Reed falls back after third-round 73

Former University High standout Patrick Reed played in the final grouping of a PGA Tournament for the first time on Saturday at the Travelers Championship and ran into quite a challenge at the TPC River Highlands. His driver and iron-play were inconsistent, and he only hit nine greens in regulation. His subsequent 3-over par 73 dropped him from a tie for second and two back to a tie for 19th place at 5-under, five strokes back of leaders Bubba Watson, Charley Hoffman, and Graeme DeLeat at 10-under going into the final round.

Reed felt as though playing with the precocious Watson in the marquee pairing didn’t seem any different than a normal round on Tour.

“It didn’t feel any different today than any other round,” Reed said. “It was just a later tee time.

“Bubba’s just a normal guy,” Reed said. “I didn’t see him as a guy that made me nervous. He is just another good ol’ player. The only difference is that he hits the ball a mile and a half, with a pink driver.”

Reed feels he has come a long way since Monday-qualified at this event last year, especially in that he didn’t let this round spiral too much out of control when things weren’t going well.

“If I was as frustrated last year and had a really rough day out here I probably would have shot 76 or 77,” Reed said. “I was able to pull out a 73, so I’ve improved a lot from last year and that’s all I can ask is to keep moving forward that way.”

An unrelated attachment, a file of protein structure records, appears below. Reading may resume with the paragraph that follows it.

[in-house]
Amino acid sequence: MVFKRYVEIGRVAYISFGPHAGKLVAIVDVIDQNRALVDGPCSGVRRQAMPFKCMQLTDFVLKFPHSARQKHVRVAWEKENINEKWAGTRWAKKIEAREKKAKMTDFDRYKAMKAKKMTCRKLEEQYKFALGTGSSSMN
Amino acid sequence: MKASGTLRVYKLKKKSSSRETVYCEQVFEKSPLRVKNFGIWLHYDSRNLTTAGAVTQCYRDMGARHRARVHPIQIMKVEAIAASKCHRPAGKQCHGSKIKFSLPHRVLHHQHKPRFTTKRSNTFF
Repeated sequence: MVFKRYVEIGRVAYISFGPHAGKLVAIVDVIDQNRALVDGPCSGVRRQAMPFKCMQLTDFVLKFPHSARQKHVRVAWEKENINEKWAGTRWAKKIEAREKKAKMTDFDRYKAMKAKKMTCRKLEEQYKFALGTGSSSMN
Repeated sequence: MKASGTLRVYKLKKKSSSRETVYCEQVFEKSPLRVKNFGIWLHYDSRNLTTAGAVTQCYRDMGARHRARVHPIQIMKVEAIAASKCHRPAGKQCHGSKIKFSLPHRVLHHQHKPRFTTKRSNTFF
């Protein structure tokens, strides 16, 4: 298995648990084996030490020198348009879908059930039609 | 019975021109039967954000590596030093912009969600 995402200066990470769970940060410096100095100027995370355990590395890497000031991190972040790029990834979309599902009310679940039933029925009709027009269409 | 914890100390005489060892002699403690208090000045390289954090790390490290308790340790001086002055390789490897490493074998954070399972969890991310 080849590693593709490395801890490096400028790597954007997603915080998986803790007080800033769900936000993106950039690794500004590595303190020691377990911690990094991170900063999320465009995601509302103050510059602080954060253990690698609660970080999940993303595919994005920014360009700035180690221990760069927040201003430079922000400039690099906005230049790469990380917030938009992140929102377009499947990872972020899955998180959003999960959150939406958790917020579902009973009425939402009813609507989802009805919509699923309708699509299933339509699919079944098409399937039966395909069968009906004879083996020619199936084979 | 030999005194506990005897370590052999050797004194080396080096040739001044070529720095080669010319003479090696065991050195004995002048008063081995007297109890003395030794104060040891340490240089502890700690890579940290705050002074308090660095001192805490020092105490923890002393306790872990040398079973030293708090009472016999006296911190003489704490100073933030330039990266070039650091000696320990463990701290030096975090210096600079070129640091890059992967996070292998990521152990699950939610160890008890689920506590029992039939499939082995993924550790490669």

Reed’s wife and caddie Justine had to try and keep him in a ‘bigger picture’ mentality when the challenges got tough on Saturday.

“One thing that’s key is to keep things in perspective,” Justine said. “He played two really good rounds (Thursday and Friday), he’s played great this week, so we have that to back us up. Anytime he gets discouraged or anything, you can’t give up.”

After going bogey-free through his first four holes on Saturday his second shot onto the fifth green landed short of the pin and rolled through the green to the back rough, leading to what would be his first bogey of five in a 10-hole stretch.

Justine’s perspective as his caddie was that even with that stretch there was still more golf to go.

“If he has a couple bad shots you can’t just say ‘that’s it’,” Justine said. “Because we still have nine holes to play. Just keep on, I just try to help him as much as I can and don’t let him give up, and we’ll see what happens.”

That philosophy worked well on the 18th hole. After Reed felt he played the hole well on Friday and ended up walking away with a bogey, he said the closing hole owed him a shot. He subsequently stuck his approach from the right rough to five feet, burying his birdie to at least finish on a high note.

“If I have a special round (Sunday), you never know,” Reed said. “I have a chance to win, but I’d also need a little help from the top guys. You never know.”

Team Reed is still only five shots back of the lead at a tournament where just last year Australian Marc Leishman came from six back on Sunday to win with a closing 8-under 62.

“I think he handled everything really well,” Justine said. “I’m proud of him.”

Today we’ll see how Team Reed handles the pressure yet again.